Treatment of scaphoid nonunion
with a vascularized bone graft harvested
from the volar aspect of the radius

Ch. MATHOULIN

Institut de la main - Paris

Introduction

The choices of treatment of scaphoid nonunion are numerous, varied, and often controversial. The use of a bone graft associated with an osteosynthesis has proved to be very efficient and enables union more frequently than when these two treatments were used separately.

Due to the technical difficulties encountered, vascularized bone grafts were usually reserved for when standard techniques failed. In 1965 Judet, with Roy-Camille, was the first to suggest using a bone graft harvested from the palmar aspect of the radius and vascularized by pronator quadratus fibers (6). This technique was then used by Braun (2) and more recently has been used by Kawai (7) with excellent results which showed union in all the cases in their series. Judet modified his technique in 1972 (6) because the graft harvested from the palmar aspect of the radius did not enable a long enough pedicle to be obtained; hyperflexion of the wrist was necessary to be able to reach the scaphoid. So he used a graft harvested from the distal tubercle and vascularized by the inserted muscle fibers. Several vascularized grafts have since been described and the results of the series have been very encouraging. (Guimberteau, Brunelli, Zaidemberg, Yuceturk, Mathoulin) (5, 3, 13, 12, 9, 10).


Anatomical background

We have taken the work of Kuhlman (8) to describe a graft harvested from the anterior aspect of the radius, vascularized by the volar carpal artery, the pedicle of which is long enough to reach the scaphoid without being strained (Mathoulin, Haerle 1998) (9) (fig1a, fig1b).

Figure 1a : Représentation schématique montrant la perte de substance osseuse du scaphoïde et la zone de prélèvement du greffon.
Figure 1a : Diagram showing scaphoid bone loss and the harvest zone of the graft.
Figure 1b : Représentation schématique montrant le comblement de la perte de substance par le greffon vascularisé par l'artère transverse antérieure du carpe.
Figure 1b : Diagram showing bone loss filled by the graft vascularized by the volar carpal artery

The principle of this bone graft is based on the presence of an anastomotic arterial network on the palmar aspect of the distal part of the two bones of the forearm (fig 2).

Figure 2 : Dissection cadavérique montrant l'artère transverse antérieure du carpe suivant le bord distal du carré pronateur avant de s'anastomoser avec l'artère interosseuse antérieure et une branche de l'artère ulnaire. (R : Artère radiale, U : Atère ulnaire)
Figure 2 : Cadaveric dissection showing the volar carpal artery running along the distal edge of the pronator quadratus before anastomosing with the anterior interosseous artery and a branch of the ulnar artery (R : Radial artery, U : Ulnar artery)
Figure 4 : Dissection cadavérique montrant après grossissement la naissance de l'artère transverse antérieure du carpe qui est décollée du radius dans sa partie externe.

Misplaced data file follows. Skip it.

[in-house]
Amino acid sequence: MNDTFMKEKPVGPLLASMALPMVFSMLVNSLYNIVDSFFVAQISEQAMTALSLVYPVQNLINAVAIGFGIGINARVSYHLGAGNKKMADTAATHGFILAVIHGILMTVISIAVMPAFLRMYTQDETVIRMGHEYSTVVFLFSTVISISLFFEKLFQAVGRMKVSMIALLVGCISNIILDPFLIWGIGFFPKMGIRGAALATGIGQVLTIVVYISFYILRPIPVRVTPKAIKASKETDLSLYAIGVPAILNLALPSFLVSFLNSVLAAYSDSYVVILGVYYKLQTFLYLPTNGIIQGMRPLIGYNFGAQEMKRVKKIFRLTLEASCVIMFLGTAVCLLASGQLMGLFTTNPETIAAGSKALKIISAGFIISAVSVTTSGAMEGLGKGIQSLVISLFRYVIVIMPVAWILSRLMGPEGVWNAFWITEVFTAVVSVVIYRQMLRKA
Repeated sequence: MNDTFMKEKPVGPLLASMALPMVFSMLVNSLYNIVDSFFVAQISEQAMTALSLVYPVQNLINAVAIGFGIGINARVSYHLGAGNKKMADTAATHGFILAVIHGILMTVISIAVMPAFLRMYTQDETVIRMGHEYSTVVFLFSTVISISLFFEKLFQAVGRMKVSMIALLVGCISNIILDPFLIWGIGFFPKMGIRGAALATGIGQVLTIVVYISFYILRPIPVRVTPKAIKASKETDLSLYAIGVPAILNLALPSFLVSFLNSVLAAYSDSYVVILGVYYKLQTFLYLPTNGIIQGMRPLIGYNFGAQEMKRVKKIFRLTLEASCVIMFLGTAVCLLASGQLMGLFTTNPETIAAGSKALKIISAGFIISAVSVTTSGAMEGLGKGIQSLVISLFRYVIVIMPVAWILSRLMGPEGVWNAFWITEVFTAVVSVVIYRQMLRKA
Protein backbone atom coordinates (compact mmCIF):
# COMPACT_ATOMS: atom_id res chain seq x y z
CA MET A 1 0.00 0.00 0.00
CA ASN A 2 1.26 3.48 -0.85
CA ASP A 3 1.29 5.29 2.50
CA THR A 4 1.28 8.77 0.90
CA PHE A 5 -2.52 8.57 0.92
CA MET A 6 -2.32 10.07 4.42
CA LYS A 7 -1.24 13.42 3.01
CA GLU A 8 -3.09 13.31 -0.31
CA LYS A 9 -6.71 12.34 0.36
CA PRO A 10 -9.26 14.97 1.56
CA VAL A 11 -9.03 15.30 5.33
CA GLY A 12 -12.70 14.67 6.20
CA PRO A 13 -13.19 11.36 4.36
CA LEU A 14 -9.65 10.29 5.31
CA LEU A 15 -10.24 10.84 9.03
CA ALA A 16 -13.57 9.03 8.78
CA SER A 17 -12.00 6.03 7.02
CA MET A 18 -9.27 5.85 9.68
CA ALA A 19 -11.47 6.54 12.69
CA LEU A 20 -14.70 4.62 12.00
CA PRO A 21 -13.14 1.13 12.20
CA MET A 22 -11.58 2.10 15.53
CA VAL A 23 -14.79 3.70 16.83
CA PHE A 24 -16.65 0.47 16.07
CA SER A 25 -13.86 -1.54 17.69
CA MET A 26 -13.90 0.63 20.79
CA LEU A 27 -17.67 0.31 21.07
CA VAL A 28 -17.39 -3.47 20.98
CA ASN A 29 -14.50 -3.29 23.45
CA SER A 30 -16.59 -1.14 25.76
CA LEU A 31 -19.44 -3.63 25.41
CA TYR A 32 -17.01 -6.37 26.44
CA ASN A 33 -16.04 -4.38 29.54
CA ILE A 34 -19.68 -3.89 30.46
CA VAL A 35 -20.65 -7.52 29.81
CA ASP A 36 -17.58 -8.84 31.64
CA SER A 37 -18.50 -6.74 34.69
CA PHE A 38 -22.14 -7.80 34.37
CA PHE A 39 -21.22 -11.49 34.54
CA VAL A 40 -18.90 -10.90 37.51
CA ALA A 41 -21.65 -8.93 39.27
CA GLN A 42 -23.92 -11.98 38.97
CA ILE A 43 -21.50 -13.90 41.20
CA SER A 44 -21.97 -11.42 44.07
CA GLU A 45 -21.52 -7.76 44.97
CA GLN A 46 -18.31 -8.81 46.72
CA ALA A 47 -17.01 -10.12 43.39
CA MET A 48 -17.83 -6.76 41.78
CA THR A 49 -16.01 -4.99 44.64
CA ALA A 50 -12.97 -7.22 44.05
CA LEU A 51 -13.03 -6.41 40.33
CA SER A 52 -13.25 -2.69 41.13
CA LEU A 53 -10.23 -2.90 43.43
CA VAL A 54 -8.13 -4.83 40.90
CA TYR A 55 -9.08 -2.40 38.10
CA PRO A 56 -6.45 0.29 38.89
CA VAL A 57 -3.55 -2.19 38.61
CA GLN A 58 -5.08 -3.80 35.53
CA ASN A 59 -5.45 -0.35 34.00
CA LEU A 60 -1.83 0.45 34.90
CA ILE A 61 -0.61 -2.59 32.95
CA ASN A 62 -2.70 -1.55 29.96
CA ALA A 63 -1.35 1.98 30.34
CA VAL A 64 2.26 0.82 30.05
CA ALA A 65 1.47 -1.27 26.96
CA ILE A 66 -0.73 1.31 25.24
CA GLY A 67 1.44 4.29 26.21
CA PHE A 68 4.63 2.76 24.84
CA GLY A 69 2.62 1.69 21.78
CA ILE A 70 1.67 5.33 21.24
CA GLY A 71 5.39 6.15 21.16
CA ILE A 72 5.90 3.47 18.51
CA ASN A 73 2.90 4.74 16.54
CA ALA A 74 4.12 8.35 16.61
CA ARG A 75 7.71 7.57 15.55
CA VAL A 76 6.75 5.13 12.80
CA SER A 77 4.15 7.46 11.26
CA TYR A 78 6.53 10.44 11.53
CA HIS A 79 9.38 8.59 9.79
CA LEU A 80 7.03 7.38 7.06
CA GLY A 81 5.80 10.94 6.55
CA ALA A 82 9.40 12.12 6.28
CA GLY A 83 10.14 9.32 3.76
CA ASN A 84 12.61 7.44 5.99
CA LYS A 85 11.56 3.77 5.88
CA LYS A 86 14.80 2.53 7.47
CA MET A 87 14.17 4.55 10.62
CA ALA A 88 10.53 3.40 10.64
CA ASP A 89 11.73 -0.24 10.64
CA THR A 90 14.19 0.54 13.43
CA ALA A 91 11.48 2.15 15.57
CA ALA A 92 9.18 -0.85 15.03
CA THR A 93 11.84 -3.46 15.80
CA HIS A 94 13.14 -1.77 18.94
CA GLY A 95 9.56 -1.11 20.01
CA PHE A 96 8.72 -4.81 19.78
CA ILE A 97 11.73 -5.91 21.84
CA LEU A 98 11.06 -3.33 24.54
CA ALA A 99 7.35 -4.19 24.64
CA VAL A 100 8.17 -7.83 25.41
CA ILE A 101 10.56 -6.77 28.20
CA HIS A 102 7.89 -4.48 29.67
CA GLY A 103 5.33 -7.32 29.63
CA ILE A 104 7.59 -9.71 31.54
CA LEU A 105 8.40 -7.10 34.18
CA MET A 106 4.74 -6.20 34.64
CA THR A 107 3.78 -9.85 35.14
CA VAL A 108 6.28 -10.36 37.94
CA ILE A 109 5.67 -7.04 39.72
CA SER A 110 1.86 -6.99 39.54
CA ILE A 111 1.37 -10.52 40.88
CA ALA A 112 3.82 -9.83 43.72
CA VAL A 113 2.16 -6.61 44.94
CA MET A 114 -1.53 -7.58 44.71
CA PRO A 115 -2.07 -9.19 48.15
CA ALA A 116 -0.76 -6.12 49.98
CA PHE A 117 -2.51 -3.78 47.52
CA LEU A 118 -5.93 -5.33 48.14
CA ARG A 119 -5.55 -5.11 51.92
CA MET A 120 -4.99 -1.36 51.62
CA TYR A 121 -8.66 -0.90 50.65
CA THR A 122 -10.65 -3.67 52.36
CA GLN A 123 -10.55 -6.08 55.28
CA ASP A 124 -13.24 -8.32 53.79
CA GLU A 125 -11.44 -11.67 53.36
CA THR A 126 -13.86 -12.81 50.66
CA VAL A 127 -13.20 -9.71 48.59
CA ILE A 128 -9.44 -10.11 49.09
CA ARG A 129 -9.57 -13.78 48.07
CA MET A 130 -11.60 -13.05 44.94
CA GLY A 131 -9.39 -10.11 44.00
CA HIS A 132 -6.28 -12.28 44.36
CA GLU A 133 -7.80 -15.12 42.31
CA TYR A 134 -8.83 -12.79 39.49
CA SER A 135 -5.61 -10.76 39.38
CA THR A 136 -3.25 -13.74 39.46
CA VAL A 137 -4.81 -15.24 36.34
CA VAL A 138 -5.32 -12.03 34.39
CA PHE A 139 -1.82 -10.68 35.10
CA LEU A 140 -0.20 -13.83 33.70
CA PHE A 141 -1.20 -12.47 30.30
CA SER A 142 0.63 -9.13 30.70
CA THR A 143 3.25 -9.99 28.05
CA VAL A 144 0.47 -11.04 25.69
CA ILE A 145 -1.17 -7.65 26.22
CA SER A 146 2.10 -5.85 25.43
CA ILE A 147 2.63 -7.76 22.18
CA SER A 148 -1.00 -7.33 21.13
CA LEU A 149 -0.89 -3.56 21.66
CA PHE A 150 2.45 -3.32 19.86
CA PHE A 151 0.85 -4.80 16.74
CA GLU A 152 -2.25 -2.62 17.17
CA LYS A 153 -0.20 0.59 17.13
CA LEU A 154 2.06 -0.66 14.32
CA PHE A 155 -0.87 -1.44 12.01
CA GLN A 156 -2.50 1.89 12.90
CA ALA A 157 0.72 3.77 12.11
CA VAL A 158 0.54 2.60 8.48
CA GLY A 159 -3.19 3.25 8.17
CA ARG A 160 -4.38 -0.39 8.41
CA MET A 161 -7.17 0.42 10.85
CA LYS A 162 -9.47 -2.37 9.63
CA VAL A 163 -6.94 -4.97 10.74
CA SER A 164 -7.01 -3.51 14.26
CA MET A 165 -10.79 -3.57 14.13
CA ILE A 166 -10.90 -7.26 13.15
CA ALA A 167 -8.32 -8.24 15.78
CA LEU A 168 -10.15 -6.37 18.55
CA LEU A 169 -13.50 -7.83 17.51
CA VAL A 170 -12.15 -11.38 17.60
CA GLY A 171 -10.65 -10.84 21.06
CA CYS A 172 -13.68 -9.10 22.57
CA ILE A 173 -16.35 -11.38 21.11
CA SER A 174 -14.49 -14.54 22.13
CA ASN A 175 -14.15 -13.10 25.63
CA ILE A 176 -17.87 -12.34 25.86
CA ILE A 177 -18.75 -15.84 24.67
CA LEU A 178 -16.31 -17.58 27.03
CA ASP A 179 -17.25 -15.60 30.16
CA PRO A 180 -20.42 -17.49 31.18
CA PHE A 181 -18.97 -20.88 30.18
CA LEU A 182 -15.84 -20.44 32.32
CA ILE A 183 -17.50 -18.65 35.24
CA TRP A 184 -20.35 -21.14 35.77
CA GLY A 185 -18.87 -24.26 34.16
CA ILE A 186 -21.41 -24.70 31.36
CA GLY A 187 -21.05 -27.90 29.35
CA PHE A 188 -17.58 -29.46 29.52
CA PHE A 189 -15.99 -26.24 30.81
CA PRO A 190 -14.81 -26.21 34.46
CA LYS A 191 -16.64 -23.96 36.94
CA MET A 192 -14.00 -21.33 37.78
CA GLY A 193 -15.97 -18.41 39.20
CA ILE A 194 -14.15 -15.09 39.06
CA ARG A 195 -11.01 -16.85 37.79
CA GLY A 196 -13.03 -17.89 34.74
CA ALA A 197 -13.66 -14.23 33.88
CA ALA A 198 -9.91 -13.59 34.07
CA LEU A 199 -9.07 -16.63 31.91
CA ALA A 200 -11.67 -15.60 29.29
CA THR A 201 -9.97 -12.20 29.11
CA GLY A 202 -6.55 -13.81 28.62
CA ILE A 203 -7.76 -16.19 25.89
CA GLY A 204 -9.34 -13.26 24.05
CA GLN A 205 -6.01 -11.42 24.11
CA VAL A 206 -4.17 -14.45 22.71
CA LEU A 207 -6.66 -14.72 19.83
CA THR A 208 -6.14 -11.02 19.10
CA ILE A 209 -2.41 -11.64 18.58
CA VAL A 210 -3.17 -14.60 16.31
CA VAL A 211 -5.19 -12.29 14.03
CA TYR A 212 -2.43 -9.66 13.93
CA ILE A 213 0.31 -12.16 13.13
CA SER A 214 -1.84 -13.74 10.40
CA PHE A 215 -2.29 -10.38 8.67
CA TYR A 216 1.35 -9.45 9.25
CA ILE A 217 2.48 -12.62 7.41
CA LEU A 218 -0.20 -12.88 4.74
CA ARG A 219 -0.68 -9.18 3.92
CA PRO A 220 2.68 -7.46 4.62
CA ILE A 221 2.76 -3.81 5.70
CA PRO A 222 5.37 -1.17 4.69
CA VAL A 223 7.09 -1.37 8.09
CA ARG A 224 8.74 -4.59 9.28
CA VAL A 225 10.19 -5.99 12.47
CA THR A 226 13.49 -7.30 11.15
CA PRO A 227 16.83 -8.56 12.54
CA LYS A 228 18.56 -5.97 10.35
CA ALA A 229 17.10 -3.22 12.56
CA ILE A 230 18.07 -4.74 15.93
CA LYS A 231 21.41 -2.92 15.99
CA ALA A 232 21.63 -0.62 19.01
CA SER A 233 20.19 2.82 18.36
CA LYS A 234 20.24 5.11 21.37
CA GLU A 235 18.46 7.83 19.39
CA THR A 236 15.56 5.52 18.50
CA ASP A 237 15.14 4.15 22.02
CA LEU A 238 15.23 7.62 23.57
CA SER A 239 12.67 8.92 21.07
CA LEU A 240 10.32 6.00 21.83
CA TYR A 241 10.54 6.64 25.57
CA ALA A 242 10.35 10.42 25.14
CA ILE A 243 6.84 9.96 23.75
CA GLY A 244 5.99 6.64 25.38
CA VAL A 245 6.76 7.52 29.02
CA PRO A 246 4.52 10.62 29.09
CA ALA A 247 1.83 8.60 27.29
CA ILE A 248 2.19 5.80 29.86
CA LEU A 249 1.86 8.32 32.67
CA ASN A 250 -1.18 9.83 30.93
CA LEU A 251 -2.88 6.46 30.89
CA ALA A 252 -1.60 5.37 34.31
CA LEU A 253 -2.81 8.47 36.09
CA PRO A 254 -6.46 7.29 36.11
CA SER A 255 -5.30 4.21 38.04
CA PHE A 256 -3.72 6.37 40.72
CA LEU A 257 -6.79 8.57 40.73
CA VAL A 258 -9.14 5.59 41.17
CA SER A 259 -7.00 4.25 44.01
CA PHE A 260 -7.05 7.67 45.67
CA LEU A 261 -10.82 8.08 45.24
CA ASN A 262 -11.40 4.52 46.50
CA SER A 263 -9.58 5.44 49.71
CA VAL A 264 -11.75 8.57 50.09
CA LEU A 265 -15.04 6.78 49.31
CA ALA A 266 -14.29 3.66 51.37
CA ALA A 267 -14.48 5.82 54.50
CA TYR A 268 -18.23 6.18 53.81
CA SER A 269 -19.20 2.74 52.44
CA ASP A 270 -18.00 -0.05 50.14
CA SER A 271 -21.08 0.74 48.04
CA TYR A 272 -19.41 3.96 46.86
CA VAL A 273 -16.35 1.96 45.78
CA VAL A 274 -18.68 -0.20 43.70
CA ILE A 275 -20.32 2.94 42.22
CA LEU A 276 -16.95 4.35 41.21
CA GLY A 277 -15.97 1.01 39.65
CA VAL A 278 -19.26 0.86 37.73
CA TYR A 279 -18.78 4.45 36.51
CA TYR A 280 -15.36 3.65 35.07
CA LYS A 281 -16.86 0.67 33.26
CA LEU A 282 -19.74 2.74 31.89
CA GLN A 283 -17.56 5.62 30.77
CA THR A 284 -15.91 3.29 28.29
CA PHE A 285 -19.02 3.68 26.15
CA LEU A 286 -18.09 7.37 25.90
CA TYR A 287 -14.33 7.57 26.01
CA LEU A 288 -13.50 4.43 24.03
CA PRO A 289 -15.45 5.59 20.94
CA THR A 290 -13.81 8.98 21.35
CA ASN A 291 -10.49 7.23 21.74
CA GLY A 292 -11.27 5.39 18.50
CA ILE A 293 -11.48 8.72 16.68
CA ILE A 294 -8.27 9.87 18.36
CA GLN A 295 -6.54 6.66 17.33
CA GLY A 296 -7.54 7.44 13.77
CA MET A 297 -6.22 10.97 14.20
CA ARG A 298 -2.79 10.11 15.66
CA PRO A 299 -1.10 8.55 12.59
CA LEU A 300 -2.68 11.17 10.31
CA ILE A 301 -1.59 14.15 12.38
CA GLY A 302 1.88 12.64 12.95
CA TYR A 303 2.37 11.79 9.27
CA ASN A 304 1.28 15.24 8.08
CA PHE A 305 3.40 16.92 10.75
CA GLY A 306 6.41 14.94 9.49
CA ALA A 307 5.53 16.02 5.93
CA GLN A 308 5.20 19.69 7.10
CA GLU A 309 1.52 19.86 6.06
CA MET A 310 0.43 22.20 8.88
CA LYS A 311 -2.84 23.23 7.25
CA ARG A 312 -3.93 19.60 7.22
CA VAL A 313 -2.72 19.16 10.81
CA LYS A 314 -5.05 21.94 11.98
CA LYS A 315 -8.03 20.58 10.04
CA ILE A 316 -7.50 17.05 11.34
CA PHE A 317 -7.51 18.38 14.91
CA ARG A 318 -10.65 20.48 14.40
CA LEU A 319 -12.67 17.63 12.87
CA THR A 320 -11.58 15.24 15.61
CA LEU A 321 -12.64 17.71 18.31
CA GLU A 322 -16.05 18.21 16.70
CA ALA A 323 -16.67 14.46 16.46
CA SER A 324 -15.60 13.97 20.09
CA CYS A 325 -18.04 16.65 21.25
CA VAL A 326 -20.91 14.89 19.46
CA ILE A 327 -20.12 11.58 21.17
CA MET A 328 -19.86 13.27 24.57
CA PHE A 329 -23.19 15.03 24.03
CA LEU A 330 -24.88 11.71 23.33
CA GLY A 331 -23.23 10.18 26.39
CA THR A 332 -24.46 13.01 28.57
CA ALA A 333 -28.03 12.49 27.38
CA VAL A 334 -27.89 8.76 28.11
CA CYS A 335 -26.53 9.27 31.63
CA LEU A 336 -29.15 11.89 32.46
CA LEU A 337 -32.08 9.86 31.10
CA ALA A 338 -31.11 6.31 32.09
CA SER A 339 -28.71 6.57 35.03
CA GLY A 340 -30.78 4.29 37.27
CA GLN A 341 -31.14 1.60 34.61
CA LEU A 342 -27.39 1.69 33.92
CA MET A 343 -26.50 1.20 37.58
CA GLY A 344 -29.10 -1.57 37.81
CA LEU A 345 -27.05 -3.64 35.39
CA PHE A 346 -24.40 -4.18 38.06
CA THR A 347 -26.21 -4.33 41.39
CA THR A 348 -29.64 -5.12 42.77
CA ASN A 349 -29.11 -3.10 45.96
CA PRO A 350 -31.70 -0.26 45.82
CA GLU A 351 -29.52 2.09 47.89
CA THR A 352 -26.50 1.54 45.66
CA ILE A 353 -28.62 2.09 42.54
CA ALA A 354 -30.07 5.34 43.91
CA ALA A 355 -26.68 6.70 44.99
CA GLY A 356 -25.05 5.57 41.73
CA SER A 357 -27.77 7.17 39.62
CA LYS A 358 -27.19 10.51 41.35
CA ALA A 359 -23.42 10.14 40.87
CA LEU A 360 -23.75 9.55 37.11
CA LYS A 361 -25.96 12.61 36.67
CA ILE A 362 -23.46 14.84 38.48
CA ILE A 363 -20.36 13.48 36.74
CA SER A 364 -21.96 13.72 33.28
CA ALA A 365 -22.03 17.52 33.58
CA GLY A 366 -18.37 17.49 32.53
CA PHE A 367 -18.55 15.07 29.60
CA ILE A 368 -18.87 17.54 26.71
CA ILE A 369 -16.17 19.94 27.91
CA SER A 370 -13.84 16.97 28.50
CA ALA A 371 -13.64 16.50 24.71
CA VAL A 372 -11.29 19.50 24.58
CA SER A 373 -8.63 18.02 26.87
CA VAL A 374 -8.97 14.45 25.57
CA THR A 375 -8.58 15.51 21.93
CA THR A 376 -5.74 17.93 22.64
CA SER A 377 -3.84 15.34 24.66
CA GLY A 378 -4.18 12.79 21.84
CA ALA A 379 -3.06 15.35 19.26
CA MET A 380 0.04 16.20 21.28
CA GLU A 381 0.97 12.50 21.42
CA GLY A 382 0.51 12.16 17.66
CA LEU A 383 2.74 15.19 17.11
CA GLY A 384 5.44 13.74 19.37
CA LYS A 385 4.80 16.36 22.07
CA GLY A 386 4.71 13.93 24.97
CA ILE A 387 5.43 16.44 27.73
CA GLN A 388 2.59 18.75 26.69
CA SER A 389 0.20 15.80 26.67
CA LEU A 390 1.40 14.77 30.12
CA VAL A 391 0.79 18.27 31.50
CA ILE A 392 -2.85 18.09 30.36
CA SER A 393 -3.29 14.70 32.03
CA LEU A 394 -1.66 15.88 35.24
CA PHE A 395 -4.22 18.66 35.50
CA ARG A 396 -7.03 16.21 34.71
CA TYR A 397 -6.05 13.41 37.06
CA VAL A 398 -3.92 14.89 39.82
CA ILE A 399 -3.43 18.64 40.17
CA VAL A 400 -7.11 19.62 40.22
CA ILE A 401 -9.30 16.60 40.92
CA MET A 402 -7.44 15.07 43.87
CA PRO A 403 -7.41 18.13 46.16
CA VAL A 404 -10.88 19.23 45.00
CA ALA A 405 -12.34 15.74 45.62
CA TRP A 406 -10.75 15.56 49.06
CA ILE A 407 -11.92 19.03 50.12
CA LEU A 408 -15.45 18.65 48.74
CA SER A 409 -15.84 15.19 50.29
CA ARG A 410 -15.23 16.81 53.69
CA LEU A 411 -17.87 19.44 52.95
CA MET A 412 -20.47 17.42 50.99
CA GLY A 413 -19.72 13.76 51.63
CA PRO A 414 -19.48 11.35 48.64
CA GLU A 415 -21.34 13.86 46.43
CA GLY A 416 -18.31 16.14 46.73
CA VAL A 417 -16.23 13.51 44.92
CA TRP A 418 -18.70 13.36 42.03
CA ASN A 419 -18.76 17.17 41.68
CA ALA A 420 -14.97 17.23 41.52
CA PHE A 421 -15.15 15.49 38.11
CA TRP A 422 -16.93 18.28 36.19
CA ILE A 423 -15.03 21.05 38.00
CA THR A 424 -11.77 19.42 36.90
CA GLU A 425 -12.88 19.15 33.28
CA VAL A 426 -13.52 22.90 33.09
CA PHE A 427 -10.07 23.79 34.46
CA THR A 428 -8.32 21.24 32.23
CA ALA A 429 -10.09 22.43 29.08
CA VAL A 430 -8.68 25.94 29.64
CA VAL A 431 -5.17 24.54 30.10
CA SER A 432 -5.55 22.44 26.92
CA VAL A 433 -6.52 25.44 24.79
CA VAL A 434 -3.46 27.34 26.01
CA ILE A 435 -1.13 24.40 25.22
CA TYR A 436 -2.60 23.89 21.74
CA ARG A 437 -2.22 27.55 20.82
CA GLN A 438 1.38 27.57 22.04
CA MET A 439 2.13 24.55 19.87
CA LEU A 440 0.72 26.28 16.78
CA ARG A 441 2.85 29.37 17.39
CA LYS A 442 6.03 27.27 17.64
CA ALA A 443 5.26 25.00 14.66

Figure 4 : Magnified cadaveric dissection showing the origin of the volar carpal artery, the lateral part of which is detached from the radius.

We have performed 15 cadaveric dissections which have all shown the presence of a volar carpal artery thus confirming the work of Kuhlman. It originates from the radial artery at the level of the radial styloid and then runs along the palmar aspect of the radius. This artery follows the distal edge of the pronator quadratus and then forms anastomoses at the level of the palmar aspect of the distal radio ulnar joint with the distal branch of the anterior interosseous artery and a branch of the ulnar artery forming a vascular «T» at this level (fig 3). The anatomic dissections showed us that the volar carpal artery, after originating from the radial artery, remained slightly raised in relation to the lateral first third of the radius and then came back beside the radius with branches penetrating at the level of the radial epiphysis thus ensuring good bone vascularization (fig 4).

Figure 3 : Dissection cadavérique montrant après grossissement la zone d'anastomose formant le «T» vasculaire.
Figure 3 : Magnified cadaveric dissection showing the anastomosis zone forming the vascular «T».
1 – Tvolar carpal artery
2 – Distal branch of the anterior interosseous artery
3 – Branch of the ulnar artery

 

 

Technique

       Preparation, installation

The patients are operated on in the supine position using a pneumatic tourniquet, the hand is in supination, the arm resting on an arm table. The anaesthetic is local regional and operations can be performed on an outpatient basis. A single approach is used for both the treatment of the pseudarthrosis and for harvesting the graft.

       Surgical Approach

The surgical approach is a standard scaphoid approach that is to say the distal part of the Henry approach which can be extended either by an lateral distal extension towards the scaphoid tubercle or by a medial extension making it possible to enlarge the incision by opening the carpal tunel (fig 5a, fig 5b). Firstly the radial artery and the flexor carpi radialis are located (fig 6a, fig 6b). After freeing the superficial aponeurosis, the wrist is flexed permitting the tension in the tendons to be released. The radial artery is carefully retracted externally and the flexor carpi radialis with the flexor pollicis longus is retracted inwardly. In this way the whole of the anterior aspect of the radius and the carpus can be approached satisfactorily.